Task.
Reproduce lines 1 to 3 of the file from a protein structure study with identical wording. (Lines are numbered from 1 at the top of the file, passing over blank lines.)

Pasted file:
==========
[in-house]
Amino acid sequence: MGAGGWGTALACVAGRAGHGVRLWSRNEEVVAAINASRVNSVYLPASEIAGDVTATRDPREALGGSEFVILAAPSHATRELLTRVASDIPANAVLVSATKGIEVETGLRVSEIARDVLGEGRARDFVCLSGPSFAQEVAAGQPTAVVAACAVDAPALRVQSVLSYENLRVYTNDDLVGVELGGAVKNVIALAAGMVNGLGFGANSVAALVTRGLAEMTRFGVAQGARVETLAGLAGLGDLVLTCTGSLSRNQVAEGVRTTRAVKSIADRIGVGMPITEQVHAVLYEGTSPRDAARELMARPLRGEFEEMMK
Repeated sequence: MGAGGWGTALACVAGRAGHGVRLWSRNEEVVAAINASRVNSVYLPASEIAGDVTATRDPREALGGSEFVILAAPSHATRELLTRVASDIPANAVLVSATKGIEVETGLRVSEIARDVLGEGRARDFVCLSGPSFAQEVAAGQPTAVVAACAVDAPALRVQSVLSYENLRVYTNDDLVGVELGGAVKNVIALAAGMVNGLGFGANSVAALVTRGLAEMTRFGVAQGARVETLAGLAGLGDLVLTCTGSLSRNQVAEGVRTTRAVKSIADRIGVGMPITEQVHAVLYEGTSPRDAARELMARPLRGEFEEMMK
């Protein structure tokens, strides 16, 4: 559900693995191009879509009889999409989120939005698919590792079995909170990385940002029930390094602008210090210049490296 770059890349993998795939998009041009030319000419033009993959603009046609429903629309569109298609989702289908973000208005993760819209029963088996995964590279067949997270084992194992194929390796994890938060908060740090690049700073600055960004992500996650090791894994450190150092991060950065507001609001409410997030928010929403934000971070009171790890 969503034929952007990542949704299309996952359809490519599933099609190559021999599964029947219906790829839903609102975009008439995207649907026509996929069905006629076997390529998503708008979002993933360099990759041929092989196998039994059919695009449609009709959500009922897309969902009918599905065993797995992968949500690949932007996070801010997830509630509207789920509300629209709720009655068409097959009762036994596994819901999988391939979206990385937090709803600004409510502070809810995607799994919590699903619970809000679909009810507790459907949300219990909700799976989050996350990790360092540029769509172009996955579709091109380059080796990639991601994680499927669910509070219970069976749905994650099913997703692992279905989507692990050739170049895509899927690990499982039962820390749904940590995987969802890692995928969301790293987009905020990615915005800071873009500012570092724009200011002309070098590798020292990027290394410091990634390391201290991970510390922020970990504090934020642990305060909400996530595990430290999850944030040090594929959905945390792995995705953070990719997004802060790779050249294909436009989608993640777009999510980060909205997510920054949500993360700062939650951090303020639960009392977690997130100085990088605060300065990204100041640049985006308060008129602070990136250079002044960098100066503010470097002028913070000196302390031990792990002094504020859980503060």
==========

[in-house]
Amino acid sequence: MGAGGWGTALACVAGRAGHGVRLWSRNEEVVAAINASRVNSVYLPASEIAGDVTATRDPREALGGSEFVILAAPSHATRELLTRVASDIPANAVLVSATKGIEVETGLRVSEIARDVLGEGRARDFVCLSGPSFAQEVAAGQPTAVVAACAVDAPALRVQSVLSYENLRVYTNDDLVGVELGGAVKNVIALAAGMVNGLGFGANSVAALVTRGLAEMTRFGVAQGARVETLAGLAGLGDLVLTCTGSLSRNQVAEGVRTTRAVKSIADRIGVGMPITEQVHAVLYEGTSPRDAARELMARPLRGEFEEMMK
Repeated sequence: MGAGGWGTALACVAGRAGHGVRLWSRNEEVVAAINASRVNSVYLPASEIAGDVTATRDPREALGGSEFVILAAPSHATRELLTRVASDIPANAVLVSATKGIEVETGLRVSEIARDVLGEGRARDFVCLSGPSFAQEVAAGQPTAVVAACAVDAPALRVQSVLSYENLRVYTNDDLVGVELGGAVKNVIALAAGMVNGLGFGANSVAALVTRGLAEMTRFGVAQGARVETLAGLAGLGDLVLTCTGSLSRNQVAEGVRTTRAVKSIADRIGVGMPITEQVHAVLYEGTSPRDAARELMARPLRGEFEEMMK